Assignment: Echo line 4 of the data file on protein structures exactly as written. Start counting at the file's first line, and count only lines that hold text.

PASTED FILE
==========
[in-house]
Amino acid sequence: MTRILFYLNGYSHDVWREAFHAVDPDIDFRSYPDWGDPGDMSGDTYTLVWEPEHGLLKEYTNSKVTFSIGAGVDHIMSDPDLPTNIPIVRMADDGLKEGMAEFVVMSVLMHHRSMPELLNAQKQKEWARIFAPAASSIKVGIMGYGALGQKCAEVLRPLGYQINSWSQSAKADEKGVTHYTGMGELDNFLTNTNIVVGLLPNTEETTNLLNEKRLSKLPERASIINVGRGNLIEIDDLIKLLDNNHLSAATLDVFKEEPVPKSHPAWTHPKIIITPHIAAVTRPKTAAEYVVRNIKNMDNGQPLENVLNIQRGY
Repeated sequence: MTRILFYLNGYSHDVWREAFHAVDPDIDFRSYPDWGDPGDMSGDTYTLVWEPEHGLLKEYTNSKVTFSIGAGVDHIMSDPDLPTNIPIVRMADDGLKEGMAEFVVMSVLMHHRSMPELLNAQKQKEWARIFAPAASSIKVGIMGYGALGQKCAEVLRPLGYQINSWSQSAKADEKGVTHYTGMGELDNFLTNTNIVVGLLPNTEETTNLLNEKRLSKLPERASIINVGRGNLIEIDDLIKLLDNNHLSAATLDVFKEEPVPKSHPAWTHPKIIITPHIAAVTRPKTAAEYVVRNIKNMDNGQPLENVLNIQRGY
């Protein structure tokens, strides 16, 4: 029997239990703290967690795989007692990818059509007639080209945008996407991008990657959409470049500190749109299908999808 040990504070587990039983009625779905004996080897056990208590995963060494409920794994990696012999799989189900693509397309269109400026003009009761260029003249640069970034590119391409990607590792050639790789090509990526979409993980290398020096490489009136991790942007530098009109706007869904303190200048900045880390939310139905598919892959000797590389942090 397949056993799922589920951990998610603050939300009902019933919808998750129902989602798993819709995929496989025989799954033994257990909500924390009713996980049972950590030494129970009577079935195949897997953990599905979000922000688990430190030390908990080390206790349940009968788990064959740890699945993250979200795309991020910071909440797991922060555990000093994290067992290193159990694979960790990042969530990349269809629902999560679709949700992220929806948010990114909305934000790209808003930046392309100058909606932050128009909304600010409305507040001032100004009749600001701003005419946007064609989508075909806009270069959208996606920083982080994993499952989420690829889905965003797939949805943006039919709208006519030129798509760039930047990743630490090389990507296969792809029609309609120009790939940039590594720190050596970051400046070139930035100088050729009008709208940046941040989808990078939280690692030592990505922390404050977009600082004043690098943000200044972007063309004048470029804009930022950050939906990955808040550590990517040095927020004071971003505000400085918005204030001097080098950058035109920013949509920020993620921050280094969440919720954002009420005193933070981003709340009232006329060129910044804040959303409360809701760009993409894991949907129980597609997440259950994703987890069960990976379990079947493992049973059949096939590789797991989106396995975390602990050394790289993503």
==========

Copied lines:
């Protein structure tokens, strides 16, 4: 029997239990703290967690795989007692990818059509007639080209945008996407991008990657959409470049500190749109299908999808 040990504070587990039983009625779905004996080897056990208590995963060494409920794994990696012999799989189900693509397309269109400026003009009761260029003249640069970034590119391409990607590792050639790789090509990526979409993980290398020096490489009136991790942007530098009109706007869904303190200048900045880390939310139905598919892959000797590389942090 397949056993799922589920951990998610603050939300009902019933919808998750129902989602798993819709995929496989025989799954033994257990909500924390009713996980049972950590030494129970009577079935195949897997953990599905979000922000688990430190030390908990080390206790349940009968788990064959740890699945993250979200795309991020910071909440797991922060555990000093994290067992290193159990694979960790990042969530990349269809629902999560679709949700992220929806948010990114909305934000790209808003930046392309100058909606932050128009909304600010409305507040001032100004009749600001701003005419946007064609989508075909806009270069959208996606920083982080994993499952989420690829889905965003797939949805943006039919709208006519030129798509760039930047990743630490090389990507296969792809029609309609120009790939940039590594720190050596970051400046070139930035100088050729009008709208940046941040989808990078939280690692030592990505922390404050977009600082004043690098943000200044972007063309004048470029804009930022950050939906990955808040550590990517040095927020004071971003505000400085918005204030001097080098950058035109920013949509920020993620921050280094969440919720954002009420005193933070981003709340009232006329060129910044804040959303409360809701760009993409894991949907129980597609997440259950994703987890069960990976379990079947493992049973059949096939590789797991989106396995975390602990050394790289993503």